Would you like to react to this message? Create an account in a few clicks or log in to continue.

Teaching and Education
HomeHome  NEW TOPICS!!!!!NEW TOPICS!!!!!  GalleryGallery  Latest imagesLatest images  SearchSearch  RegisterRegister  Log in  
Dear Students, try this link
وتبقى حمص وتبقى الغسانية

Display results as :
Rechercher Advanced Search
Latest topics
» truth about Syria
The History of BMW (20/11/00) EmptyMon Jan 09, 2012 3:42 pm by Safwano

» A story you need to read all
The History of BMW (20/11/00) EmptyThu Nov 03, 2011 1:35 pm by JOKER

» SYRIA...........................
The History of BMW (20/11/00) EmptyTue Oct 11, 2011 4:44 am by Admin

» What is chess?
The History of BMW (20/11/00) EmptyWed Oct 05, 2011 12:41 am by 3issam

» We are the champions
The History of BMW (20/11/00) EmptyWed Oct 05, 2011 12:37 am by 3issam

» school...........
The History of BMW (20/11/00) EmptySun Sep 25, 2011 5:48 pm by Admin

»  الشوكولا قريباً دواءٌ للسعال
The History of BMW (20/11/00) EmptyWed Sep 21, 2011 12:05 pm by 3issam

»  دراسة: الكحول اكثر ضررا من الهيروين
The History of BMW (20/11/00) EmptyTue Sep 06, 2011 12:59 pm by 3issam

» The marks of the Ninth Grade
The History of BMW (20/11/00) EmptySun Sep 04, 2011 3:22 am by Abdo Massouh

Who is online?
In total there are 4 users online :: 0 Registered, 0 Hidden and 4 Guests :: 1 Bot


Most users ever online was 77 on Thu Aug 10, 2017 1:47 pm
December 2023


 The History of BMW (20/11/00)

Go down 
sniper wolf
sniper wolf

Age : 29
Location : hims
Points : 614
Registration date : 2009-07-30

The History of BMW (20/11/00) Empty
PostSubject: The History of BMW (20/11/00)   The History of BMW (20/11/00) EmptySat Oct 10, 2009 10:50 am

BMW's current fame and reputation as one of the greatest
automobile manufacturers can be mostly linked to models
produced in the last two decades, the history of the marque
stretches back almost 90 years and contains numerous
achievements that have established it as a benchmark.
The origins of BMW trace back to 1913 when Karl Friedrich
Rapp, a Bavarian who had been a well-known engineer in a
German aircraft company, formed Rapp Motoren Werke in a
suburb of Munich. The company specialized in airplane engines
however Rapp found that they were problematic and suffered
from excessive vibration. Nearby, Gustav Otto, also an
airplane specialist, set up his own shop, Gustav
Flugmaschinefabrik, building small aircraft.
Because of the faulty engines, Rapp Motoren Werke secured
a contract with Austro-Daimler, who was unable to meet its
demands, to build V12 Aero engines under license. The company
expanded too quickly, however, and by 1916 Rapp resigned from
the company because of financial troubles. In his place Franz
Josef Popp and Max Friz, two Austrians, took over the
company. In March that same year, Rapp Motoren Werke merged
with Gustav Flugmaschinefabrik to form Bayersiche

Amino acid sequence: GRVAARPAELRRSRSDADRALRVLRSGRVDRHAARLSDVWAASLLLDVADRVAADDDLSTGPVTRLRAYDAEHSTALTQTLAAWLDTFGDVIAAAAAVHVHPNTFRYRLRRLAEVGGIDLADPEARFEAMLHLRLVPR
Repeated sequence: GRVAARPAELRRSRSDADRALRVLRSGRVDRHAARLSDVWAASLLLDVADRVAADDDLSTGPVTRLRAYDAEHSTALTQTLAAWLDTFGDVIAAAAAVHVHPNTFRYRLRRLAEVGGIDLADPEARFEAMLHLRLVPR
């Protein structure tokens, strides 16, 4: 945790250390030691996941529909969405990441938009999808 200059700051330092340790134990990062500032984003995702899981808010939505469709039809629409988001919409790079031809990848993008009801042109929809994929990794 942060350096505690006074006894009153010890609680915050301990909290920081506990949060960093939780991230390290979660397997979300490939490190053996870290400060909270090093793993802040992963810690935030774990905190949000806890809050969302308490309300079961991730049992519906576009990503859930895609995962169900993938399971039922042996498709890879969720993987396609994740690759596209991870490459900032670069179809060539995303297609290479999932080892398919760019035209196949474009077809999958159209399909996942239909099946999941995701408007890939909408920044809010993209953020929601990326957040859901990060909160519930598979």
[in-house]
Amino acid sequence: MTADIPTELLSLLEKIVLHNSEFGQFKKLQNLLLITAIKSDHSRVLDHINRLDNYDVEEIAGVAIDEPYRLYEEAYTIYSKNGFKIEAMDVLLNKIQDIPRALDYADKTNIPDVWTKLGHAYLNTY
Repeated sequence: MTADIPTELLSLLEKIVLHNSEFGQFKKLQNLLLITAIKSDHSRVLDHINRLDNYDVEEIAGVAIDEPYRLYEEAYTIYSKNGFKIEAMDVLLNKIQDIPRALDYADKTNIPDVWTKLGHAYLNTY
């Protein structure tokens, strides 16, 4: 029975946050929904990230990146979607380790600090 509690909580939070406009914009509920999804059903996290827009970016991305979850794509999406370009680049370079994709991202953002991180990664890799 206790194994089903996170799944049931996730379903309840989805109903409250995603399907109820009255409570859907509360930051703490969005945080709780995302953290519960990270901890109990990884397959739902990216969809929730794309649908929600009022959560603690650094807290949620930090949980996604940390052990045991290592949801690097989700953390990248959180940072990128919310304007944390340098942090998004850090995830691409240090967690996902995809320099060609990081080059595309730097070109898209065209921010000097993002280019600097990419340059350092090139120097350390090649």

Flugzeungwerke. It was shortly afterwards renamed Bayersiche
Motoren Werke (Bavarian Motor Works), or BMW, forming the
company we know today.
In 1917, BMW's first aircraft engine went into production,
the 6 cylinder Type IIIa. In 1919, using an aircraft powered
by its successor, the Type IV, Franz Zeno Diemer set an
altitude record of 9,760 metres (32,013 ft). After the Treaty
of Versailles was signed in the same year, prohibiting BMW
from building aircraft engines, production switched to air
brakes for railway cars. When BMW started once again to build
aircraft engines in 1922, no fewer than 29 world records in
aviation were set with them. The current BMW logo, introduced
in 1920, was based on the circular design of an aircraft
The first BMW motorcycle, the R 32, went into production
in 1923 at the newly constructed Eisenach factory next to the
Munich airport of the day. The R 32 used a flat-twin engine
transversely mounted in a double-tubular frame producing 8.5
horsepower at 3300 rpm. The 2-cylinder 494cc motorcycle could
reach a top speed of 59 mph (95 km/h). BMW manufactured 3090
of them during its 3 year life span.
It was 1928 that made history in terms of the BMW car.
Produced at the Eisenbach factory, the Dixi 3/15 PS marked
the beginning of BMW automobile production. It was built
under license from Austin and was essentially the same model
as the US Bantam and the Japanese Datsun. The first Dixis
used an open roof and were powered by a 743cc 4 cylinder
engine producing 15 horsepower. Top speed was in the
neighbourhood of 50 mph (80 km/h). In 1929 a new improved
version was launched, the DA2, which employed an all-steel
body and 4-wheel brakes, and in 1930 the Dixi scored its
first wins in motor racing. Total production: 18,976 units.
1932 was the year the BMW AM 4 (Ausfuhrung Munchen 4 Gange
- Munich Version 4 Speeds) - a.k.a. BMW's first
"real" car - went into production. The AM 4, also
called the 3/20 PS, was the successor to the Dixi and the
first production car to be built entirely in-house by BMW.
The powerplant was a 782cc 4 cylinder unit which featured
suspended valves and a double chain driving the camshafts,
producing 20 horsepower at 3500 rpm and providing the saloon
with a 50 mph top speed.
The next year mark ed the introduction of the 303 saloon
and the first BMW inline-six cylinder power unit, a
configuration that remains BMW's typical choice even in
contemporary cars. The 303 was also the first BMW to use the